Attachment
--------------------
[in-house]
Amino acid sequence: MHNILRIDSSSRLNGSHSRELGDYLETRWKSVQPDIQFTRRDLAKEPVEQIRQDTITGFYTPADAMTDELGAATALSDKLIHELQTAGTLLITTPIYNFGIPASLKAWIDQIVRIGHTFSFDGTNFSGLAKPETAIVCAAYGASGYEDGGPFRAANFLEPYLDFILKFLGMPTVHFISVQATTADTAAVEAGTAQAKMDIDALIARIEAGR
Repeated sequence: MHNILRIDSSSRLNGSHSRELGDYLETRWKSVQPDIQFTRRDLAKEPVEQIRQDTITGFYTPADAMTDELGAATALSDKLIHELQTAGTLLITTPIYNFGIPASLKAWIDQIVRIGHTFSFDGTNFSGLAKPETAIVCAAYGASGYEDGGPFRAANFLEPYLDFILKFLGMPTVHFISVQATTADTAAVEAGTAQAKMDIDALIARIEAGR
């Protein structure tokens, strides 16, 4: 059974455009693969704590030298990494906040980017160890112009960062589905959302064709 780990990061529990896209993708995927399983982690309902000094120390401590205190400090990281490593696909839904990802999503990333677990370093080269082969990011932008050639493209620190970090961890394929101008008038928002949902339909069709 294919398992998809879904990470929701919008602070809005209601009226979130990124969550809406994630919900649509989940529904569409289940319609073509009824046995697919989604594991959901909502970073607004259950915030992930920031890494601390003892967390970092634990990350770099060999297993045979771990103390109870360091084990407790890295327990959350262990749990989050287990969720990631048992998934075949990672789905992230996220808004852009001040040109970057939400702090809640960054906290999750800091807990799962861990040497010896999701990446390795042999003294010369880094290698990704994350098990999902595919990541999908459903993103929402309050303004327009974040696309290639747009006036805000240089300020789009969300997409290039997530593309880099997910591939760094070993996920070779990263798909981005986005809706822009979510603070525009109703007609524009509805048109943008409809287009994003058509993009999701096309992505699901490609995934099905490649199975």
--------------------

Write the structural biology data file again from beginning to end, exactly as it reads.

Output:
[in-house]
Amino acid sequence: MHNILRIDSSSRLNGSHSRELGDYLETRWKSVQPDIQFTRRDLAKEPVEQIRQDTITGFYTPADAMTDELGAATALSDKLIHELQTAGTLLITTPIYNFGIPASLKAWIDQIVRIGHTFSFDGTNFSGLAKPETAIVCAAYGASGYEDGGPFRAANFLEPYLDFILKFLGMPTVHFISVQATTADTAAVEAGTAQAKMDIDALIARIEAGR
Repeated sequence: MHNILRIDSSSRLNGSHSRELGDYLETRWKSVQPDIQFTRRDLAKEPVEQIRQDTITGFYTPADAMTDELGAATALSDKLIHELQTAGTLLITTPIYNFGIPASLKAWIDQIVRIGHTFSFDGTNFSGLAKPETAIVCAAYGASGYEDGGPFRAANFLEPYLDFILKFLGMPTVHFISVQATTADTAAVEAGTAQAKMDIDALIARIEAGR
């Protein structure tokens, strides 16, 4: 059974455009693969704590030298990494906040980017160890112009960062589905959302064709 780990990061529990896209993708995927399983982690309902000094120390401590205190400090990281490593696909839904990802999503990333677990370093080269082969990011932008050639493209620190970090961890394929101008008038928002949902339909069709 294919398992998809879904990470929701919008602070809005209601009226979130990124969550809406994630919900649509989940529904569409289940319609073509009824046995697919989604594991959901909502970073607004259950915030992930920031890494601390003892967390970092634990990350770099060999297993045979771990103390109870360091084990407790890295327990959350262990749990989050287990969720990631048992998934075949990672789905992230996220808004852009001040040109970057939400702090809640960054906290999750800091807990799962861990040497010896999701990446390795042999003294010369880094290698990704994350098990999902595919990541999908459903993103929402309050303004327009974040696309290639747009006036805000240089300020789009969300997409290039997530593309880099997910591939760094070993996920070779990263798909981005986005809706822009979510603070525009109703007609524009509805048109943008409809287009994003058509993009999701096309992505699901490609995934099905490649199975």